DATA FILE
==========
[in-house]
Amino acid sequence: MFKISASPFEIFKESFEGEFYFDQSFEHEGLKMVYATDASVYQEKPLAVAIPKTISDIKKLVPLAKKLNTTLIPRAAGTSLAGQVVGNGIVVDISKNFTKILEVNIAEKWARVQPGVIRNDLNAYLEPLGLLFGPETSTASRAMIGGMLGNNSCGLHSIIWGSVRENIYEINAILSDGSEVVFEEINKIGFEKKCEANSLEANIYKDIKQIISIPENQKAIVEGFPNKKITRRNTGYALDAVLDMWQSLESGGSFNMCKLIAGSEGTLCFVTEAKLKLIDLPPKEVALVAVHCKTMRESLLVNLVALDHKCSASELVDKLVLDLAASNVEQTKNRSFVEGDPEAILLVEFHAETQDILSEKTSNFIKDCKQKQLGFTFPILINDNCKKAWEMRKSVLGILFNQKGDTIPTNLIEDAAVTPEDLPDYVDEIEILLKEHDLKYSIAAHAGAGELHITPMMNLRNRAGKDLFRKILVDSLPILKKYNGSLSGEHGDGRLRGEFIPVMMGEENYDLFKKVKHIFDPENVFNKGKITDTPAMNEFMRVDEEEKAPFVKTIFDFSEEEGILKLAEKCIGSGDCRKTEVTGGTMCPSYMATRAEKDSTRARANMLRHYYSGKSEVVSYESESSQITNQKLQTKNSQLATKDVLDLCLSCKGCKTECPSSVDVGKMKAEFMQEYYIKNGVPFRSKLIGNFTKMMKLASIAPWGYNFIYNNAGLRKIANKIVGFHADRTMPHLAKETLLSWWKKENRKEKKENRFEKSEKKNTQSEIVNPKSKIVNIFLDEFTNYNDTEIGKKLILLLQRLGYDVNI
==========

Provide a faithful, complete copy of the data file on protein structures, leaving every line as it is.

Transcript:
[in-house]
Amino acid sequence: MFKISASPFEIFKESFEGEFYFDQSFEHEGLKMVYATDASVYQEKPLAVAIPKTISDIKKLVPLAKKLNTTLIPRAAGTSLAGQVVGNGIVVDISKNFTKILEVNIAEKWARVQPGVIRNDLNAYLEPLGLLFGPETSTASRAMIGGMLGNNSCGLHSIIWGSVRENIYEINAILSDGSEVVFEEINKIGFEKKCEANSLEANIYKDIKQIISIPENQKAIVEGFPNKKITRRNTGYALDAVLDMWQSLESGGSFNMCKLIAGSEGTLCFVTEAKLKLIDLPPKEVALVAVHCKTMRESLLVNLVALDHKCSASELVDKLVLDLAASNVEQTKNRSFVEGDPEAILLVEFHAETQDILSEKTSNFIKDCKQKQLGFTFPILINDNCKKAWEMRKSVLGILFNQKGDTIPTNLIEDAAVTPEDLPDYVDEIEILLKEHDLKYSIAAHAGAGELHITPMMNLRNRAGKDLFRKILVDSLPILKKYNGSLSGEHGDGRLRGEFIPVMMGEENYDLFKKVKHIFDPENVFNKGKITDTPAMNEFMRVDEEEKAPFVKTIFDFSEEEGILKLAEKCIGSGDCRKTEVTGGTMCPSYMATRAEKDSTRARANMLRHYYSGKSEVVSYESESSQITNQKLQTKNSQLATKDVLDLCLSCKGCKTECPSSVDVGKMKAEFMQEYYIKNGVPFRSKLIGNFTKMMKLASIAPWGYNFIYNNAGLRKIANKIVGFHADRTMPHLAKETLLSWWKKENRKEKKENRFEKSEKKNTQSEIVNPKSKIVNIFLDEFTNYNDTEIGKKLILLLQRLGYDVNI